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T.J.Maxx, Marshalls, and HomeGoods were selling 19 different products that had been recalled months or even years ago, according to a joint warning issued by the Consumer Product Safety Commission and TJX Companies, which owns the three retailers.
The recalled products include infant inclined sleepers such as the Fisher-Price Rock ‘n Play Sleeper and the Kids II rocking sleeper, Swagway hoverboards, and Calphalon cutlery knives. (Here's a complete list of the recalled products.)
The products pose a variety of hazards. If you own any of them, stop using them immediately and contact the manufacturer to receive a refund, replacement, or repair. It's critical that the product not be used by anyone else.
The CPSC warning, announced at the start of the busy holiday shopping season, indicates a failure in TJX’s protocols intended to remove hazardous recalled products from its store shelves. But the company didn't explain exactly how the products were allowed to stay in its stores.
A company spokesperson told CR: “Product safety is very important to us. We deeply regret that in some instances, recalled products were not properly removed from our sales floors despite the recall processes that we had in place ... We are taking appropriate steps to strengthen these processes moving forward. We apologize to our customers and encourage anyone who believes they may have one of these products to participate in the recall.”
CR also asked the CPSC how the oversight came to light and if there would be any legal action against the company. A CPSC spokesperson said, “TJX Companies identified sales of the recalled products after the recalls were announced, and agreed to voluntarily work in cooperation with the CPSC on the public recall announcement.” He added that the agency’s first priority was the recall, and then it would go back to see if “any laws were violated” and “if any additional action is necessary.”
While this recall error by TJX is glaring, it’s not unique and reveals broader problems in the national recall system. As CR previously reported, product recalls can take years to be issued, sometimes only after many injuries and deaths are reported.
Once recalls are put into effect, companies aren't required to do extensive outreach to notify retailers and consumers of the hazard. For instance, of the 122 children’s products recalled between July 2017 and June 2019, only 65 percent of the companies involved had information about the recalls on their websites, and only about half posted the recalls on their social media accounts, according to a recent report by Kids In Danger, a consumer safety advocacy group.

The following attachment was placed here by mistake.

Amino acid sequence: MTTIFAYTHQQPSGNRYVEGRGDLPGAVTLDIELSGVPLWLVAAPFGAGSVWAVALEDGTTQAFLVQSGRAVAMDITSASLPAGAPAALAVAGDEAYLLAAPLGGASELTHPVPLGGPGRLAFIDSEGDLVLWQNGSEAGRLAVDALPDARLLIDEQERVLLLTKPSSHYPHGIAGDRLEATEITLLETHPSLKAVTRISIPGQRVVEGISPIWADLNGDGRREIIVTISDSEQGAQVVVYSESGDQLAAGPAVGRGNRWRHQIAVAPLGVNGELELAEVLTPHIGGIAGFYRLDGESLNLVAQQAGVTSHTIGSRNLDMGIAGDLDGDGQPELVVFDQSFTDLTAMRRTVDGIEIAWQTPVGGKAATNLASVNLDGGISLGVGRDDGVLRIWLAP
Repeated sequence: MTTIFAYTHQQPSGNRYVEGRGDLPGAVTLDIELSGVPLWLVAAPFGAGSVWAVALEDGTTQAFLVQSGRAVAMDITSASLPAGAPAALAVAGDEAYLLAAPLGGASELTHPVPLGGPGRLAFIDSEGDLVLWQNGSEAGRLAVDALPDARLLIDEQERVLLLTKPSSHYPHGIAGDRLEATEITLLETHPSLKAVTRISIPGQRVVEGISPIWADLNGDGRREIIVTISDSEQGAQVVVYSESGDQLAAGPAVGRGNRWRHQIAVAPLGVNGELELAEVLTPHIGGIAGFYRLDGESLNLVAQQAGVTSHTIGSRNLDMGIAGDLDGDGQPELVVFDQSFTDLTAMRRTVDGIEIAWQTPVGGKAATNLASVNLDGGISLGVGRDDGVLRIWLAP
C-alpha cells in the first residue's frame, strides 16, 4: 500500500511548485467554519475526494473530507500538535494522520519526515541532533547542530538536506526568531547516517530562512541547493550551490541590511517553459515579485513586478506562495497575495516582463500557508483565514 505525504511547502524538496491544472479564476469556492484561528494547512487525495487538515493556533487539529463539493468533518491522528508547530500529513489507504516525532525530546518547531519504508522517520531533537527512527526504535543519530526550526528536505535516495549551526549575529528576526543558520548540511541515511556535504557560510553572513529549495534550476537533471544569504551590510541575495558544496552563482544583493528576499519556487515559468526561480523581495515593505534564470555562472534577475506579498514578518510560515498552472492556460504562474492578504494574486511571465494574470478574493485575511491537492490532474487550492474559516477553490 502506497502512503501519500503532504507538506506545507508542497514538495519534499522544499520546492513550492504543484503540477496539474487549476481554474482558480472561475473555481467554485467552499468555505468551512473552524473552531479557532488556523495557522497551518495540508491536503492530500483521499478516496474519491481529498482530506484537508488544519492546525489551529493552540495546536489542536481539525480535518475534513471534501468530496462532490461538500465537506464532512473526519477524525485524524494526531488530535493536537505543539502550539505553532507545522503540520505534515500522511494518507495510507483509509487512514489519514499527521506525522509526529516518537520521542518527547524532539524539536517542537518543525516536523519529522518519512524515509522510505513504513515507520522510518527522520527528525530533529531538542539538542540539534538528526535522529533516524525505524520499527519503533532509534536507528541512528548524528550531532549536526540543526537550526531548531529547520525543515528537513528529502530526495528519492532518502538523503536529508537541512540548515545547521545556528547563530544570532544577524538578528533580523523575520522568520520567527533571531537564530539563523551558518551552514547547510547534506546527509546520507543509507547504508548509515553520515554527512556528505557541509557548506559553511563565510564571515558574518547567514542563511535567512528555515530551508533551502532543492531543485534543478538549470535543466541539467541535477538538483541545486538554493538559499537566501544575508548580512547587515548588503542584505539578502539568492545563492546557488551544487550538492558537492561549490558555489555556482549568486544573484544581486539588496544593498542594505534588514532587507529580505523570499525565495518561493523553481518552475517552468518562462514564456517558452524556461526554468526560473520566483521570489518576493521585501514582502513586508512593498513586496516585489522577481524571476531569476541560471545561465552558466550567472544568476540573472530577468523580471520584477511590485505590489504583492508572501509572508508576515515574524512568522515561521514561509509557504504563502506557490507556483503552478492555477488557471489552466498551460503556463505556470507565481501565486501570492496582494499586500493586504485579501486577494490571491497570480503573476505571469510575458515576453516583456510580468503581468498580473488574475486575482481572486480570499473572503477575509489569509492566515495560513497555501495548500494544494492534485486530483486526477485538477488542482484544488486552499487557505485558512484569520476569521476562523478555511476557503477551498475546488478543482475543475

Further, the CPSC, a government agency responsible for regulating products, doesn't have the resources to promote recalls widely or ensure their swift enforcement. As a result, recalled products often remain for sale in stores and in the secondhand marketplace, and they're in use in people’s homes. Recalled children’s products have even been found in daycare centers, according to an August report done by KID and U.S. PIRG, a consumer organization.
As a result, almost 70 percent of Americans said that they hadn't heard about a recall of any product they owned in the past five years, according to a CR nationally representative survey of 1,010 adults, even though millions of products are recalled each year. And according to the CPSC, recall completion rates are often below 10 percent.
Time for a Total Recall
To address these issues, Rep. Grace Meng (D-N.Y.), a founder and co-chair of the Congressional Kids’ Safety Caucus, announced today the introduction of the Total Recall Act, which would mandate that businesses improve the way they notify consumers about product recalls.
“We can’t expect busy parents and consumers to consistently check for possible problems every time they purchase a product," Meng said. "If a company sells a dangerous item, that company should rightly be expected to market the recall as aggressively as they marketed the sale of the product. The Total Recall Act would ensure that companies commit to effective and impactful outreach on all recalled products.”
Meng’s legislation would require that companies post recall notices on their websites and on all social media accounts. And depending on the type of recall, the bill either requires or urges companies to spend a minimum amount of money advertising the recall. This includes traditional marketing totaling at least 25 percent of the original budget used to market the product in the first place, and 100 percent of the original social media marketing budget. The bill would also require the CPSC to provide an annual report to Congress on participation rates for each recall.
Nancy Cowles, executive director of KID, says that announcing a recall should be just the first of many steps. “Companies should make the same efforts they do to advertise their products as they do to notify consumers about recalls and retrieve or repair the dangerous product,” she says. “This bill would ensure that recalls are more effective in reaching consumers.”
CR also supports the legislation. "It's critical for holding companies accountable and keeping consumers safe from defective products," says William Wallace, CR's manager of home and safety policy.
In the meantime, consumers should be on the lookout for recalled products. To stay informed, go to cpsc.gov/recalls, where you can find a list of recalled products, sign up for email alerts, and report unsafe products.
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